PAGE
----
FIG. 10 illustrates the basic emission of light from the diffuse phosphor screen 42 without transmissive films as is employed in the embodiment of FIG. 3A discussed above in the mirror folded approach used with the described embodiments. Herein, the phosphor screen 42 is converts the impinging X-ray radiation 152 to visible light such that each point 154 impinged on the phosphor screen 154 by X-ray radiation 152 scintillates visible light emissions 156 diverging from the phosphor screen 42.

The light emission in FIG. 10 show an incident 180 degree cone of illumination, from which diverging emissions 156 may reflect off the metal housing 40. Light emissions 158 may then cause scattered light 160, 162 which may result in degraded contrast and image resolution. With the wide cone of illumination of FIG. 11, only a fraction of generated light 164 is collected at the lens 46 of the CCD camera. Generally, one tries to make the walls 40 of the system 150 physically distant from the beam and coat wall 40 surfaces with non-reflective material. However, with the mirror folded optical systems used herein, such approaches are complicated to employ. Moreover, if one wants to restrict the depth of the optical system by using a mirror angle of 45 degrees or greater, the problem of limiting the light emitted 156 and keeping light 158 from reflecting back onto the diffuse phosphor surface where they may now bounce back into the collected beam 162 is very difficult.

To this end, the restriction and focusing of light directly on the surface of the phosphor screen 42 using thin light directing films or structures presents an attractive approach to improve contrast and brightness of radiographic systems which use lenses coupled with X-ray conversion screens. Depending whether the light directing material uses simple masking of emission angles or employs the refraction of an array of lenslets or linear microprisms, the method can effectively concentrate the emission angle of the normal lambertian pattern and redirect the centroid of that angular distribution toward the enter of the collecting lens. In effect, the method trades off an increase in brightness and reduction in off axis emission for the spatial quantification of the totality of light emitted.

The improved system 200 of FIG. 11 represents a radiographic system utilizing transmissive films as an emission modification device for generally focusing the diverging visible light as a restricted cone of illumination. Herein, the radiographic system 200 utilizes a transmissive film emission modification device or lens 202 such as a microlens film. The improved X-ray converter screen 202 includes a substrate 206 converting impinging X-ray 152 radiation to visible light, each point 154 impinged on the substrate 206 thus scintillates visible light emissions. An image sensor CCD camera is configured to sense the visible light using a first lens 210 operable for spatially sensing the visible light within a collection cone 220 directed outwardly. A second lens 204 is provided as a transmissive film through which the visible light emitted from the substrate 206 is transmitted. The second lens 204 is positioned in an optical path between the first lens 210 and the substrate 206 for generally focusing the diverging visible light as a restricted cone of illumination 208 propagating outwardly from each point 154 impinged to increase the fraction of light directed into the collection cone 220 of the first lens 210 while reducing the amount of scattered visible light from said screen.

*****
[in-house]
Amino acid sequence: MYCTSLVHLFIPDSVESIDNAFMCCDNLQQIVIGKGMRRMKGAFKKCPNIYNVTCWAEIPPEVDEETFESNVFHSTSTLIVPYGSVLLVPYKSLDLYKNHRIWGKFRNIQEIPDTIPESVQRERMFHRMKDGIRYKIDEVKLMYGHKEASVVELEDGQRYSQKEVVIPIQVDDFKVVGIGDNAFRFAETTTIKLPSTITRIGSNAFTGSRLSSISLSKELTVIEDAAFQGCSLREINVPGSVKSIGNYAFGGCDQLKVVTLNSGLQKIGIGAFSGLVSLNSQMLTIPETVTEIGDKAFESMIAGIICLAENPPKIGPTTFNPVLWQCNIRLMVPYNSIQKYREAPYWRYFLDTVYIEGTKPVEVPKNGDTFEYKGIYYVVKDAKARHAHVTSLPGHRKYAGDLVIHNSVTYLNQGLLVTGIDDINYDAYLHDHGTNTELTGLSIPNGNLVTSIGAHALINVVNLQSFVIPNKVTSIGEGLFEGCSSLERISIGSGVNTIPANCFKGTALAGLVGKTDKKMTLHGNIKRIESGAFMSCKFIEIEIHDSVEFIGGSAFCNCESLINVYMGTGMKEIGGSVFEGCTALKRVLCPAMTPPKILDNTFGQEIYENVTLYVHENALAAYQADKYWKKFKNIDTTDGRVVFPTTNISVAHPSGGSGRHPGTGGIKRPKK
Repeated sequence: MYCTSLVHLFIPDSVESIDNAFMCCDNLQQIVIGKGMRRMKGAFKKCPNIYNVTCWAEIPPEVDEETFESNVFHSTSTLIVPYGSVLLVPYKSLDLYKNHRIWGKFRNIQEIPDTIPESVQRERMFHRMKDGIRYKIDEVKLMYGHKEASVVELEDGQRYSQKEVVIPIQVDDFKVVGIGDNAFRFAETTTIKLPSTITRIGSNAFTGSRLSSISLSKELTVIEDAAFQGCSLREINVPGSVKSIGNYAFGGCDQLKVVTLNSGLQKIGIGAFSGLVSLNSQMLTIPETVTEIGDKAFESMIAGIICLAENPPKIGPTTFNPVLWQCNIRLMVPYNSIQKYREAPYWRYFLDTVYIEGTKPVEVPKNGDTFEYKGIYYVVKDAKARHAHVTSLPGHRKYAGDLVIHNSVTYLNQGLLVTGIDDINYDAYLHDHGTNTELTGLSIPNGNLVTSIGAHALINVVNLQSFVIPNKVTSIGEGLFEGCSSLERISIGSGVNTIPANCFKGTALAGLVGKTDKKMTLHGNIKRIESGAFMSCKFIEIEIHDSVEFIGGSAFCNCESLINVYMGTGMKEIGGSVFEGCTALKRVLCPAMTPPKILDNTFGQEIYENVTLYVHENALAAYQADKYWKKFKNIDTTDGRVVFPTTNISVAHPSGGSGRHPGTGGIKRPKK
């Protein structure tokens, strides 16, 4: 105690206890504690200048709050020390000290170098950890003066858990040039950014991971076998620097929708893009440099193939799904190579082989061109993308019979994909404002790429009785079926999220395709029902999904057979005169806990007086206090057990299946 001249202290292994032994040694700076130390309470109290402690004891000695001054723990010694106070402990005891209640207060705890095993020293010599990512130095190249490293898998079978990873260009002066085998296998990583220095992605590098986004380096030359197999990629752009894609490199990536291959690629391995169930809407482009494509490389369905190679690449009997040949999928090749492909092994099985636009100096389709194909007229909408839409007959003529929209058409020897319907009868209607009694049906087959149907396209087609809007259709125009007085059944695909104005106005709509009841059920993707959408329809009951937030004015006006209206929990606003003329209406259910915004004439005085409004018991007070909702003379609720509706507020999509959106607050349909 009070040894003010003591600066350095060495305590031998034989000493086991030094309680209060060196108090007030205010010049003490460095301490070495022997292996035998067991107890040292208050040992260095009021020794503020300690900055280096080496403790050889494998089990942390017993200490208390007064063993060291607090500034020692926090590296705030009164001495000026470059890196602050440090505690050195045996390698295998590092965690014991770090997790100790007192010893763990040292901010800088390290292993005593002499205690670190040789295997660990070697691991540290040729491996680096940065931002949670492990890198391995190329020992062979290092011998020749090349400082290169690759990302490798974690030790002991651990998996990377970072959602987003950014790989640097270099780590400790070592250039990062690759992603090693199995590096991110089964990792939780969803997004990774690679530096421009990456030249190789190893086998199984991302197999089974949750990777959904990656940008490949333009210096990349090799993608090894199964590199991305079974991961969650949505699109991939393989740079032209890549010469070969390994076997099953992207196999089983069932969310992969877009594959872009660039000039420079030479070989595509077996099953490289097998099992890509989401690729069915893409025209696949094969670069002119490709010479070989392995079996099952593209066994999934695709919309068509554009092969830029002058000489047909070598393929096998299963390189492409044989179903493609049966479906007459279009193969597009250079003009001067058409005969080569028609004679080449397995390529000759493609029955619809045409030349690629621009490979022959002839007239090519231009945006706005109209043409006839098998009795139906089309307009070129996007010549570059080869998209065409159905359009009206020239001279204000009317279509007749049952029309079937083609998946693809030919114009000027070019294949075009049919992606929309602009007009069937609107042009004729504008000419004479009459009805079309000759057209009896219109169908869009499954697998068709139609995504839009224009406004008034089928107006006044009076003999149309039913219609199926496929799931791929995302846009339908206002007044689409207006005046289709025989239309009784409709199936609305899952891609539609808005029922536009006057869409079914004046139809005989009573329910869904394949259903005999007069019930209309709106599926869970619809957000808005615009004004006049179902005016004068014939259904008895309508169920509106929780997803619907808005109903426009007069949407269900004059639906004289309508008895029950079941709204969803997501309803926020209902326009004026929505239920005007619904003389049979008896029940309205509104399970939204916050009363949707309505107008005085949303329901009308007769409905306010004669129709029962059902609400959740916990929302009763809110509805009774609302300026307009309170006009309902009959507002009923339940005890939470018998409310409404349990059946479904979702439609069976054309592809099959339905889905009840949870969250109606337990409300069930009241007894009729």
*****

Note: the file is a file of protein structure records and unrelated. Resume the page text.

The lens 210 is provided as an aspherical lens for using a large aperture without developing aberrations and loss of sharpness; an F/0.8 aperture is used with minimal loss of sharpness. The lens 210 used in the described embodiments is made by COMPTAR, Chugai Boyeki (America) Corp., Japan, which has provided satisfactory low light optical performance with a wide aperture, whereas most optical systems tend to suffer serious spherical aberration When wide apertures are employed.

FIG. 12A shows linear prismatic lens 204 superposed with an X-ray converting screen as is employed in the radiographic system of FIG. 11. Depending whether the light directing material uses simple masking of emission angles or employs the refractive of an array of lenslets or linear microprisms, the method can effectively concentrate the emission angle of the normal lambertian pattern and redirect the centroid of that angular distribution toward the enter of the collecting lens. A discrete small optical gap is provided between the phosphor and the optical film to allow the light rays to be refracted in a direction more nearly normal to the emission plane. The screen 204 is then vacuum sealed with the transmissive film 204 with the optical gap provided between said phosphor screen and the transmissive film.

As shown in FIG. 12A, the enhanced converter screen can be effected using linear structures along a single axis or can be effected using crossed linear structures and one or two dimensional structures to provide enhancement of the optical emission properties in two directions (FIG. 16). Examples of films which can produce the desired effects are currently produced by 3M Corporation for the purpose of controlling angle of view for computer screens and traffic lights. The 3M materials are referred to as a family of transmissive films known as Brightness Enhancement Film (BEF), and Transmissive Right Angle Film (TRAF). In the described embodiment of FIG. 12, BEF II film from 3M Corp. was used. Herein, limiting the angle of emission and transmitted intensity using chevron-like baffles on the screens surface, refocus it with a sheet of tiny microlens or one or more linear microprism structure which collect a large fraction of the light emitted below their area. Typically the optically active structures have a focal point is very near the screen's surface which allow the light to be highly focused or by proper choice of orientation can also redirect an already restricted emission to incline its center more into the collection cone and away from any other surfaces within the enclosure.